Mixed up and placed together

The Editors

View from Shafi Qias’s workspace in Athens, May 2023. Image courtesy of the artist.

May 1, 2023

In his forthcoming essay on Peter Hujar and Steve Lawrence’s Newspaper project, John Douglas Millar quotes the art historian Marcelo Gabriel Yáñez as saying that the purpose of that publication “was that images were brought together from disparate contexts, mixed up, and placed together in a way that forced meaning and correspondence beyond their apparent lack of connection and/or hierarchical distinctions.”

Given that we will publish Millar’s text in close proximity to a piece on the Brazilian artist Arthur Bispo do Rosário, who used his time in a psychiatric institution to create a body of work that advanced his divine mission, and a review of the latest Gwangju Biennale, which promises to focus on responses to the political crises of the present, something similar might be said of e-flux Criticism’s program. And the purpose served by these juxtapositions might be the same: not to flatten different forms of cultural expression into the increasingly stretched and unstable category of contemporary art, but to generate new meanings through the friction that occurs when various forms rub up against each other.

If contemporary art is an unstable typology, then a publication devoted to its criticism might attend to the points at which it breaks down. Thus a review of the correspondence between Bernadette and Rosemary Mayer allows us to consider how art and poetry meet, complicate, and inform the other. Or perhaps the operations of the art world are illuminated, as a review of Sophia Giovannitti’s new book suggests, by their crossover with the economies of sex work. Moving image festivals in the US and Europe present opportunities to reflect on the shifting boundaries between contemporary art and experimental film; an exhibition devoted to design in the former Soviet bloc might help us to understand some more violently contested borders.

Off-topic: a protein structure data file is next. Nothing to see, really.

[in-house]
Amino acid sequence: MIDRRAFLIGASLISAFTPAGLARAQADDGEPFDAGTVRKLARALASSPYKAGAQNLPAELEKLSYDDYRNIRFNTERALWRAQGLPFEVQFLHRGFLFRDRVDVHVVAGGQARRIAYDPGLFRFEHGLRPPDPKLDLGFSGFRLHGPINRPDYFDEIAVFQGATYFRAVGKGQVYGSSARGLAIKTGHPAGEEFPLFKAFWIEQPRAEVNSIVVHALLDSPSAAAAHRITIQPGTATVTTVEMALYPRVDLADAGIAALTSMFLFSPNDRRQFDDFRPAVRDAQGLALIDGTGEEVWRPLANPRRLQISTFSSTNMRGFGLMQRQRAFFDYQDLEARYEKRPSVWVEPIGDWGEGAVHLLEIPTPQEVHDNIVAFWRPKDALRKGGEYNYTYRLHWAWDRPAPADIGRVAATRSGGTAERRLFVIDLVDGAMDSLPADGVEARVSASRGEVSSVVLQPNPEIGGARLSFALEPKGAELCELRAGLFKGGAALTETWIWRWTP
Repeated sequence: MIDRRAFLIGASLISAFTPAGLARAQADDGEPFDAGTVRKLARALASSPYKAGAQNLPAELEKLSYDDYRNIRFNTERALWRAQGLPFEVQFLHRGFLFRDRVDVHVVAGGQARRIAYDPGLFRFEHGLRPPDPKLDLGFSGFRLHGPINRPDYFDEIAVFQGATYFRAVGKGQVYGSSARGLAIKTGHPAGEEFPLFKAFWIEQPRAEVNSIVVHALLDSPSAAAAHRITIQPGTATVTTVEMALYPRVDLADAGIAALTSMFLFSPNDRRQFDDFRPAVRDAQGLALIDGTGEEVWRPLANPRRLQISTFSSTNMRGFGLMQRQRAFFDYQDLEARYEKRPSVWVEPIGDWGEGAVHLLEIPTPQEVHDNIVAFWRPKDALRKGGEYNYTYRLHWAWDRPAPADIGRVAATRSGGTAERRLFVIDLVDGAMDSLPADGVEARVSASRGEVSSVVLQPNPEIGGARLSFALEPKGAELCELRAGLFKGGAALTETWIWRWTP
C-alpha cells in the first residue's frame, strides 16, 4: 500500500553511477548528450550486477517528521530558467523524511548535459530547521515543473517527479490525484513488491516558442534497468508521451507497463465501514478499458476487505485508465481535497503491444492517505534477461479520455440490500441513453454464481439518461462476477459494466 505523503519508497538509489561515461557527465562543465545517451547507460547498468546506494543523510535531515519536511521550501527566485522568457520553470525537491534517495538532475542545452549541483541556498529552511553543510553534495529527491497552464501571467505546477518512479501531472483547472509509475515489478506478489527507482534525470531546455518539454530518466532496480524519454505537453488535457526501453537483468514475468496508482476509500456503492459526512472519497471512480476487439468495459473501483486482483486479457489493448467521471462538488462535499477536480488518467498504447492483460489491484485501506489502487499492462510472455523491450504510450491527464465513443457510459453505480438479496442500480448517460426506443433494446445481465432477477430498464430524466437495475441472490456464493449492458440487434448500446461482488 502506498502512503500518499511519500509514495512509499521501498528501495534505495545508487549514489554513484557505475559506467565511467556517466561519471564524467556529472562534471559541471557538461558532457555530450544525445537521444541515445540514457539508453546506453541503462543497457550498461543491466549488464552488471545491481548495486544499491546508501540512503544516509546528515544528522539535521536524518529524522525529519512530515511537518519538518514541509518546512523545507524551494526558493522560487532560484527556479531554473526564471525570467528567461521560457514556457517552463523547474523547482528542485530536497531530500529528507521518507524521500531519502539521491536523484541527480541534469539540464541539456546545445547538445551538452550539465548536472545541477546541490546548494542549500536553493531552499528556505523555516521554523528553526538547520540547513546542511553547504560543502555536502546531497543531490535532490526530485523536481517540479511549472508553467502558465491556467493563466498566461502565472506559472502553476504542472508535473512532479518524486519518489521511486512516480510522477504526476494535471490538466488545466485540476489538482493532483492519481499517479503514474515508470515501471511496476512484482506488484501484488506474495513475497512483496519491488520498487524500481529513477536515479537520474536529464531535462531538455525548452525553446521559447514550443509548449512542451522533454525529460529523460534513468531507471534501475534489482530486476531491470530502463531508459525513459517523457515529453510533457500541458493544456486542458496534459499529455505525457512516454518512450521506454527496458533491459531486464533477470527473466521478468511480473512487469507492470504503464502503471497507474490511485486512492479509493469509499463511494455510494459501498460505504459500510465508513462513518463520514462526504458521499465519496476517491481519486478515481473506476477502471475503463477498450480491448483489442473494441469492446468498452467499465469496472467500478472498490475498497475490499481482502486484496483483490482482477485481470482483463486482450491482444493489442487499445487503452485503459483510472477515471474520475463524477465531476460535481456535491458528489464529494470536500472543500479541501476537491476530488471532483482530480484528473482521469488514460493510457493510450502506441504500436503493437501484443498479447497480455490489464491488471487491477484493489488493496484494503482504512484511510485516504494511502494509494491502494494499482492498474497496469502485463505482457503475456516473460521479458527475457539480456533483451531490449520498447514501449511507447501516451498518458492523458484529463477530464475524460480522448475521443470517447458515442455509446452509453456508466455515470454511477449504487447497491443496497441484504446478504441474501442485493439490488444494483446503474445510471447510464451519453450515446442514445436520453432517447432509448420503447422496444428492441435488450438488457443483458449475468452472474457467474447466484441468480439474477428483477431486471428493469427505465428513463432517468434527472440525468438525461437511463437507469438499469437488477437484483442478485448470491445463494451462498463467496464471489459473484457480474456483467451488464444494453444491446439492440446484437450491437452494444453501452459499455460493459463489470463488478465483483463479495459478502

All of this is complemented by reviews that seek to shed light on the diverse ways in which artists around the world are responding to the frictions shaping the historical moment. Such texts should aim to be, as Margaret Sundell put it in a panel discussion recently, “partial, impassioned, and political.” That is to say, written to advance a position in relation to a set of ideas or expressions in language with which the reader is invited to engage (as opposed to the more ambient and vague forms of “contemporary art writing” that were memorably described to me as “whale song”). While we hope that every piece we publish fulfils those criteria, there is no expectation that they should collectively illustrate some totalizing editorial line or master narrative. As with the pointedly named Newspaper, the hope is that the combination of these reports might instead enable the reader to forge new meanings and connections that might never have occurred to the artist, writer or, for that matter, editor.

Each month, to accompany the editors’ letter, we publish a photograph from an artist’s place of work. This month we feature Shafi Qias, an Athens-based clothing designer, with the view through her window at Work in Progress Studios. Her style deconstructs traditional tailoring techniques to merge European dress conventions with Persian influences from her Afghan-Iranian upbringing and Tajik roots. She is currently preparing a workshop series for the 2023 Eleusis European Capital of Culture program.

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May 1, 2023

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